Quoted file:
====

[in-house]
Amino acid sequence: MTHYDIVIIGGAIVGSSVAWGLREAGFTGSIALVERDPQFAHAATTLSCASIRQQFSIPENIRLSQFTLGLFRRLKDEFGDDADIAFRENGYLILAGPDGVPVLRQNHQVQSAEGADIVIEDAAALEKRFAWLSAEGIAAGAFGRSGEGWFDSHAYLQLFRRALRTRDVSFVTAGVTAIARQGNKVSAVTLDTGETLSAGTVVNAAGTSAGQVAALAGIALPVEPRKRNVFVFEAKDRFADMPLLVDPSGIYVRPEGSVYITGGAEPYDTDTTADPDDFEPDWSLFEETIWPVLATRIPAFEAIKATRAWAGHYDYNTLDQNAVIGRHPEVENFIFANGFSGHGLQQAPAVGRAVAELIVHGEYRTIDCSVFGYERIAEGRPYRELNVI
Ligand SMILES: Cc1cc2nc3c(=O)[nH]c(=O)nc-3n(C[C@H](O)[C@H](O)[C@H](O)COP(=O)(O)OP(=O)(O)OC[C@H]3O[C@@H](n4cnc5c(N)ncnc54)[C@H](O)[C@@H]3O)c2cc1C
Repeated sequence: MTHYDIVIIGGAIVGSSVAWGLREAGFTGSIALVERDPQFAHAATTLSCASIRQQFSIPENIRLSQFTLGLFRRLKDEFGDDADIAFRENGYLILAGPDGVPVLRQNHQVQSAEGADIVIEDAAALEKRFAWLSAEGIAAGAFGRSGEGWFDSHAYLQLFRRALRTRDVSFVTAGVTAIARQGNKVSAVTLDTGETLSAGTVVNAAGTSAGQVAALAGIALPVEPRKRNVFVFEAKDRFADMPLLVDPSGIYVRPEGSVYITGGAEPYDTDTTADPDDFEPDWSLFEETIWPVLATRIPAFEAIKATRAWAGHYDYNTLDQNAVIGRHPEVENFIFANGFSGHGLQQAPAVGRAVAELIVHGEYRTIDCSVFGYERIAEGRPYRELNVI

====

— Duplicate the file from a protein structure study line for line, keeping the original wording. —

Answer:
[in-house]
Amino acid sequence: MTHYDIVIIGGAIVGSSVAWGLREAGFTGSIALVERDPQFAHAATTLSCASIRQQFSIPENIRLSQFTLGLFRRLKDEFGDDADIAFRENGYLILAGPDGVPVLRQNHQVQSAEGADIVIEDAAALEKRFAWLSAEGIAAGAFGRSGEGWFDSHAYLQLFRRALRTRDVSFVTAGVTAIARQGNKVSAVTLDTGETLSAGTVVNAAGTSAGQVAALAGIALPVEPRKRNVFVFEAKDRFADMPLLVDPSGIYVRPEGSVYITGGAEPYDTDTTADPDDFEPDWSLFEETIWPVLATRIPAFEAIKATRAWAGHYDYNTLDQNAVIGRHPEVENFIFANGFSGHGLQQAPAVGRAVAELIVHGEYRTIDCSVFGYERIAEGRPYRELNVI
Ligand SMILES: Cc1cc2nc3c(=O)[nH]c(=O)nc-3n(C[C@H](O)[C@H](O)[C@H](O)COP(=O)(O)OP(=O)(O)OC[C@H]3O[C@@H](n4cnc5c(N)ncnc54)[C@H](O)[C@@H]3O)c2cc1C
Repeated sequence: MTHYDIVIIGGAIVGSSVAWGLREAGFTGSIALVERDPQFAHAATTLSCASIRQQFSIPENIRLSQFTLGLFRRLKDEFGDDADIAFRENGYLILAGPDGVPVLRQNHQVQSAEGADIVIEDAAALEKRFAWLSAEGIAAGAFGRSGEGWFDSHAYLQLFRRALRTRDVSFVTAGVTAIARQGNKVSAVTLDTGETLSAGTVVNAAGTSAGQVAALAGIALPVEPRKRNVFVFEAKDRFADMPLLVDPSGIYVRPEGSVYITGGAEPYDTDTTADPDDFEPDWSLFEETIWPVLATRIPAFEAIKATRAWAGHYDYNTLDQNAVIGRHPEVENFIFANGFSGHGLQQAPAVGRAVAELIVHGEYRTIDCSVFGYERIAEGRPYRELNVI